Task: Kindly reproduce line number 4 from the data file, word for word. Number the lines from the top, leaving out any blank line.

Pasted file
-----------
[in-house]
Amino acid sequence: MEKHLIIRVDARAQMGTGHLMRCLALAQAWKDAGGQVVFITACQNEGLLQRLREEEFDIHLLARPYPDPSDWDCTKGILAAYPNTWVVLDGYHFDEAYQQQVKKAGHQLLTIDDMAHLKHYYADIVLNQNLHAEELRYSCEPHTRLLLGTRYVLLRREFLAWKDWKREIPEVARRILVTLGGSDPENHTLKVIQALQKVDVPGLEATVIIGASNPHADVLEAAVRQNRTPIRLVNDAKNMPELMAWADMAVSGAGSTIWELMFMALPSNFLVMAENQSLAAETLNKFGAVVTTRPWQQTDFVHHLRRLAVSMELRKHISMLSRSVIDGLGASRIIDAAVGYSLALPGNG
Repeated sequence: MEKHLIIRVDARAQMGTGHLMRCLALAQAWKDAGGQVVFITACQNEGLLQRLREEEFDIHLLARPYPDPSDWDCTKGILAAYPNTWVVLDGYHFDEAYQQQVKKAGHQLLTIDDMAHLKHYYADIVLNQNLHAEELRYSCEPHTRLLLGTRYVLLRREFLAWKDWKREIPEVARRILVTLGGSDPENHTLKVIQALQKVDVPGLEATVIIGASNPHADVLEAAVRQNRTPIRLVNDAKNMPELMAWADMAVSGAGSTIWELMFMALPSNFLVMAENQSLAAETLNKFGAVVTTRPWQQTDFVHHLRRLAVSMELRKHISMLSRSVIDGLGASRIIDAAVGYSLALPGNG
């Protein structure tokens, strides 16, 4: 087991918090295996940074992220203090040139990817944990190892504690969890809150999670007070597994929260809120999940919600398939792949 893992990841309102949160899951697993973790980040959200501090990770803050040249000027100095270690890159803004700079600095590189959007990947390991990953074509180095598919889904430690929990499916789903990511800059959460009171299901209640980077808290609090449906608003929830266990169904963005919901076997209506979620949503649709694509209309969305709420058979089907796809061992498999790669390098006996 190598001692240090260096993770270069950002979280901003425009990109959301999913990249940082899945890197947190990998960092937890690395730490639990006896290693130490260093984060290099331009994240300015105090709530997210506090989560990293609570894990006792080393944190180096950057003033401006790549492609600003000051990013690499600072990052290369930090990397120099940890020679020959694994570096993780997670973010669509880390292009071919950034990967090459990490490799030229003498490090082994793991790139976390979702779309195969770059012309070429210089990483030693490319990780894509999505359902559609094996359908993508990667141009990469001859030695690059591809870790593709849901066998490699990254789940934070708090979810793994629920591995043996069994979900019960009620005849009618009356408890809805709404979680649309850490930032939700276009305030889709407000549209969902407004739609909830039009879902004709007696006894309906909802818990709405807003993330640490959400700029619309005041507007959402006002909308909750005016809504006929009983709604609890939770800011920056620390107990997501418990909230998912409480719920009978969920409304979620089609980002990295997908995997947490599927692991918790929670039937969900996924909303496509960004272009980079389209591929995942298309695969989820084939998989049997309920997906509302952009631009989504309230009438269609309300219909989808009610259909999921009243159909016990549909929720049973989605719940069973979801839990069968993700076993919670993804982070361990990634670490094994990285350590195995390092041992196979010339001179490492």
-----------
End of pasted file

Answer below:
């Protein structure tokens, strides 16, 4: 087991918090295996940074992220203090040139990817944990190892504690969890809150999670007070597994929260809120999940919600398939792949 893992990841309102949160899951697993973790980040959200501090990770803050040249000027100095270690890159803004700079600095590189959007990947390991990953074509180095598919889904430690929990499916789903990511800059959460009171299901209640980077808290609090449906608003929830266990169904963005919901076997209506979620949503649709694509209309969305709420058979089907796809061992498999790669390098006996 190598001692240090260096993770270069950002979280901003425009990109959301999913990249940082899945890197947190990998960092937890690395730490639990006896290693130490260093984060290099331009994240300015105090709530997210506090989560990293609570894990006792080393944190180096950057003033401006790549492609600003000051990013690499600072990052290369930090990397120099940890020679020959694994570096993780997670973010669509880390292009071919950034990967090459990490490799030229003498490090082994793991790139976390979702779309195969770059012309070429210089990483030693490319990780894509999505359902559609094996359908993508990667141009990469001859030695690059591809870790593709849901066998490699990254789940934070708090979810793994629920591995043996069994979900019960009620005849009618009356408890809805709404979680649309850490930032939700276009305030889709407000549209969902407004739609909830039009879902004709007696006894309906909802818990709405807003993330640490959400700029619309005041507007959402006002909308909750005016809504006929009983709604609890939770800011920056620390107990997501418990909230998912409480719920009978969920409304979620089609980002990295997908995997947490599927692991918790929670039937969900996924909303496509960004272009980079389209591929995942298309695969989820084939998989049997309920997906509302952009631009989504309230009438269609309300219909989808009610259909999921009243159909016990549909929720049973989605719940069973979801839990069968993700076993919670993804982070361990990634670490094994990285350590195995390092041992196979010339001179490492």